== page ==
Boda-bodas (or motorbike taxis) are a part of everyday life for many Africans. And in Uganda’s capital Kampala it is no different, with some...

Boda-bodas (or motorbike taxis) are a part of everyday life for many Africans. And in Uganda’s capital Kampala it is no different, with some estimates indicating well over 100,000 boda-bodas are operating in the city.

Motor Taxis crossing a round about in Kampala

Motor Taxis crossing a round about in Kampala

However, they come with huge risks.

According to a 2010 study by Mulago Hospital, boda-boda accidents contribute to 75% of traffic-related trauma cases. This suggests a need for a safer boda-boda experience, and that is exactly what a new start-up is trying to build its competitive advantage around.

Launched in November 2014, SafeBoda connects customers with drivers that have been trained in road safety, customer service, motorbike maintenance and first aid through a partnership with the Ugandan Red Cross. Drivers also provide passengers with road-worthy helmets, which the World Health Organisation estimates reduces risk of death by 40% and severe injury by 70%.

It typically costs passengers the same amount to use a SafeBoda taxi as it would to use any other boda-boda hailed on the street. Drivers then pay a subscription fee to be part of the service.

The company already has close to 100 drivers, with ambitious plans to grow to 1,000 by the end of the year.

Uber for Kampala

SafeBoda makes use of a mobile phone app that connects its users with the company’s closest drivers. While the service has been likened to Uber’s, there are a number of differences – a result of specific market needs.

For example, currently all payments are made by cash, rather than through cards. According to Alistair Sussock, one of three co-founders of SafeBoda, it doesn’t make sense to build a service around card payments when its penetration is so low in the country.

“It’s a very cash-based model right now because that’s what is has to be. But obviously people here use mobile money a lot,” he added. “So we are looking at [incorporating] that in the next three to five months.”

The app is also a simpler technology. Customers can use it to locate a SafeBoda driver closest to them, which they can then call to organise the pick-up details and negotiate a fee. Unlike Uber’s technology, the app does not use maps. One reason behind this is to save on data usage, which remains expensive for the majority of Ugandans. Another is the lack of a reliable physical address system in some areas.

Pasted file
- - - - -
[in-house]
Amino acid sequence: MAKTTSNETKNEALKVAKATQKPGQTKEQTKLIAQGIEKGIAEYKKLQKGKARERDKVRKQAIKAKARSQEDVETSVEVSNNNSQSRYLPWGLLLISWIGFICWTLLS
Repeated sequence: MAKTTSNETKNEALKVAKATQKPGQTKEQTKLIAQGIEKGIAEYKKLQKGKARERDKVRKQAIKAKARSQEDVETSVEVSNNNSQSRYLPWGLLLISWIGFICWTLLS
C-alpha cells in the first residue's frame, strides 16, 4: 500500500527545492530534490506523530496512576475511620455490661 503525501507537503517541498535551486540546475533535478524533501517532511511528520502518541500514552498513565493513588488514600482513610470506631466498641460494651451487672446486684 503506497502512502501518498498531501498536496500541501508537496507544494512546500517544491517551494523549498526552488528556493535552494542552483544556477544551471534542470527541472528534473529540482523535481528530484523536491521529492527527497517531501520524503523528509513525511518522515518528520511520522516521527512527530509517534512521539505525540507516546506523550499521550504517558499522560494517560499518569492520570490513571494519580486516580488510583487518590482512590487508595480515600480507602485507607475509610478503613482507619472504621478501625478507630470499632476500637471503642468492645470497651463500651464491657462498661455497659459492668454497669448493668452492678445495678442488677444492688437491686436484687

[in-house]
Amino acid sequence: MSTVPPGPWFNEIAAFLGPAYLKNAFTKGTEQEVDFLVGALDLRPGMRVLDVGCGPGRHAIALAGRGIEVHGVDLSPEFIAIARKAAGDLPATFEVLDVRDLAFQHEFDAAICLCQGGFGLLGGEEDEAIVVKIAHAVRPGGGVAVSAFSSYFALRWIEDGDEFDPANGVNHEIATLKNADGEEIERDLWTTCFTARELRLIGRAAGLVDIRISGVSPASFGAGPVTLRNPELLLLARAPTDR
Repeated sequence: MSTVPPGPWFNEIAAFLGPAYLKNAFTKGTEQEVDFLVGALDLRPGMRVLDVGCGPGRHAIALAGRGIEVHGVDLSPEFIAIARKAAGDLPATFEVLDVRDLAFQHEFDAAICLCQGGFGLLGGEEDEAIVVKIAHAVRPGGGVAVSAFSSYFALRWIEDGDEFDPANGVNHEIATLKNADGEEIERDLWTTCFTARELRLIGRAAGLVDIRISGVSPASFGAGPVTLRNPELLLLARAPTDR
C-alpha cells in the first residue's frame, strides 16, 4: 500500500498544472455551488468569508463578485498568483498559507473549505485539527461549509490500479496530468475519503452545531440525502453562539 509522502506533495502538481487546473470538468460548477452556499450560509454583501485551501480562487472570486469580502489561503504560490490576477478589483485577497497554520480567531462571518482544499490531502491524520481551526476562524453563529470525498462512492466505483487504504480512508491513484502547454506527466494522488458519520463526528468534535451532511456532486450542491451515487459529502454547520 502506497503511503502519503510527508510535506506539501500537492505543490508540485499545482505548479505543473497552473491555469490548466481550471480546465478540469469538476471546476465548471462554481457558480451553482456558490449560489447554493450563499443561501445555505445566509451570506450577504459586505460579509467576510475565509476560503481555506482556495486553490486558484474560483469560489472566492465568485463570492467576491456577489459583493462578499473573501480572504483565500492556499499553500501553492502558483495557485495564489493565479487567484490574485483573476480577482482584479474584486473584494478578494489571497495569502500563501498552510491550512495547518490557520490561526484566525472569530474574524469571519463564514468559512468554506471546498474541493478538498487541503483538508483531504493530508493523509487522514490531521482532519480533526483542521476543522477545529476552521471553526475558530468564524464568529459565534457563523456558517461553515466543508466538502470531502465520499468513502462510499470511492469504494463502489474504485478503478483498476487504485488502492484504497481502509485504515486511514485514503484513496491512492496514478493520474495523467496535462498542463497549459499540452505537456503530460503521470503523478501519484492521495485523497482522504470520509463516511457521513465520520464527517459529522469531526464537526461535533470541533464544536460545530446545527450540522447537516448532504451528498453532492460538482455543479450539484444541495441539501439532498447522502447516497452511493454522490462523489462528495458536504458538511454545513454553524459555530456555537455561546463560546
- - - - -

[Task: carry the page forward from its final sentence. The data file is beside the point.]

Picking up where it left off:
“It is a very simple app that was deliberately designed for the market here… and it deliberately does not have a map on it like Uber does, at this stage, because Ugandans don’t use maps that frequently,” explained Sussock.

“But we are developing our tech platform and we have a newer version of the app which will come out soon. It will [allow] customers to rate drivers and some other functionalities too – like a ‘log in’ functionality so we know who our customers are and they can share their experience as well.”

Traditional model still dominates

Sussock reckons around 20% of people in Kampala use smartphones, with adoption growing fast. However, only around 15% of SafeBoda’s business is directed through the smartphone app, with the rest coming from the traditional boda-boda taxi “stages” located across the city. SafeBoda drivers are clearly identified and customers can usually find one waiting at one of these stages.

“[Boda-boda stages] are kind of the life of the city – that’s how people get around. So we need to work within that structure.”

Beyond Kampala

At the moment the service is predominately located in central-northern Kampala, and Sussock said  the goal is to capture the entire city before moving into other locations. He noted there is a long waiting list of drivers who want to undergo the safety training and join the service.

“And then we are looking at a number of countries that also have a strong motorcycle taxi market – there is a big presence in East Africa like in Tanzaniaand Kenya.”

There are also millions of motocycle taxis across the rest of the continent that present further opportunities, he added. “So we kind of want to start there.”


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Staff Writer